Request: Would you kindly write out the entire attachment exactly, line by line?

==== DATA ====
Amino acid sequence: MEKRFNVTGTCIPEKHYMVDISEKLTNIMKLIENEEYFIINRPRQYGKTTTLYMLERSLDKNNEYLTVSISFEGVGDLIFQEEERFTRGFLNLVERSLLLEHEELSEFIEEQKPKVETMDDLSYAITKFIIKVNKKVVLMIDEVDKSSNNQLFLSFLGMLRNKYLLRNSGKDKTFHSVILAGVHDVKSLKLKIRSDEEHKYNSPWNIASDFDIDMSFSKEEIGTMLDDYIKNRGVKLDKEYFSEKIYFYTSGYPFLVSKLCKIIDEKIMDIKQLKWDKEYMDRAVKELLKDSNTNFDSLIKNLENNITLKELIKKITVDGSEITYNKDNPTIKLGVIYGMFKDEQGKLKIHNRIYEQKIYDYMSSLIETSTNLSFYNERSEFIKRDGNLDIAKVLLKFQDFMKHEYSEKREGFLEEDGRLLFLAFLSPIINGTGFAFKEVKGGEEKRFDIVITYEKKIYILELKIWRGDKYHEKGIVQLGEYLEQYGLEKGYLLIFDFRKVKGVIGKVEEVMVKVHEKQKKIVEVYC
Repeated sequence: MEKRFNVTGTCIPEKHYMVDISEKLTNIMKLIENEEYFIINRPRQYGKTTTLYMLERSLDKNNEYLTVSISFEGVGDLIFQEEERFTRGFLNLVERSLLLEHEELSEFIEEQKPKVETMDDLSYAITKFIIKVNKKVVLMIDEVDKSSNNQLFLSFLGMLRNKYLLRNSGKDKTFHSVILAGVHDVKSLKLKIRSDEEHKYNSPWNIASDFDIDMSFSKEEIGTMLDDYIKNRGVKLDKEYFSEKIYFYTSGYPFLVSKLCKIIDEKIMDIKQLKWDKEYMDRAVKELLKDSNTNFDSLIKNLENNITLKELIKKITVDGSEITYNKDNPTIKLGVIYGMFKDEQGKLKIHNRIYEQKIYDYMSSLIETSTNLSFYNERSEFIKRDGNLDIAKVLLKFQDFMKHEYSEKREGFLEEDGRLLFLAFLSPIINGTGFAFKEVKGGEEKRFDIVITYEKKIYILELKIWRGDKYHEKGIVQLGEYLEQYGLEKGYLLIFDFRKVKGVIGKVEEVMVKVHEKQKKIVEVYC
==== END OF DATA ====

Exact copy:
Amino acid sequence: MEKRFNVTGTCIPEKHYMVDISEKLTNIMKLIENEEYFIINRPRQYGKTTTLYMLERSLDKNNEYLTVSISFEGVGDLIFQEEERFTRGFLNLVERSLLLEHEELSEFIEEQKPKVETMDDLSYAITKFIIKVNKKVVLMIDEVDKSSNNQLFLSFLGMLRNKYLLRNSGKDKTFHSVILAGVHDVKSLKLKIRSDEEHKYNSPWNIASDFDIDMSFSKEEIGTMLDDYIKNRGVKLDKEYFSEKIYFYTSGYPFLVSKLCKIIDEKIMDIKQLKWDKEYMDRAVKELLKDSNTNFDSLIKNLENNITLKELIKKITVDGSEITYNKDNPTIKLGVIYGMFKDEQGKLKIHNRIYEQKIYDYMSSLIETSTNLSFYNERSEFIKRDGNLDIAKVLLKFQDFMKHEYSEKREGFLEEDGRLLFLAFLSPIINGTGFAFKEVKGGEEKRFDIVITYEKKIYILELKIWRGDKYHEKGIVQLGEYLEQYGLEKGYLLIFDFRKVKGVIGKVEEVMVKVHEKQKKIVEVYC
Repeated sequence: MEKRFNVTGTCIPEKHYMVDISEKLTNIMKLIENEEYFIINRPRQYGKTTTLYMLERSLDKNNEYLTVSISFEGVGDLIFQEEERFTRGFLNLVERSLLLEHEELSEFIEEQKPKVETMDDLSYAITKFIIKVNKKVVLMIDEVDKSSNNQLFLSFLGMLRNKYLLRNSGKDKTFHSVILAGVHDVKSLKLKIRSDEEHKYNSPWNIASDFDIDMSFSKEEIGTMLDDYIKNRGVKLDKEYFSEKIYFYTSGYPFLVSKLCKIIDEKIMDIKQLKWDKEYMDRAVKELLKDSNTNFDSLIKNLENNITLKELIKKITVDGSEITYNKDNPTIKLGVIYGMFKDEQGKLKIHNRIYEQKIYDYMSSLIETSTNLSFYNERSEFIKRDGNLDIAKVLLKFQDFMKHEYSEKREGFLEEDGRLLFLAFLSPIINGTGFAFKEVKGGEEKRFDIVITYEKKIYILELKIWRGDKYHEKGIVQLGEYLEQYGLEKGYLLIFDFRKVKGVIGKVEEVMVKVHEKQKKIVEVYC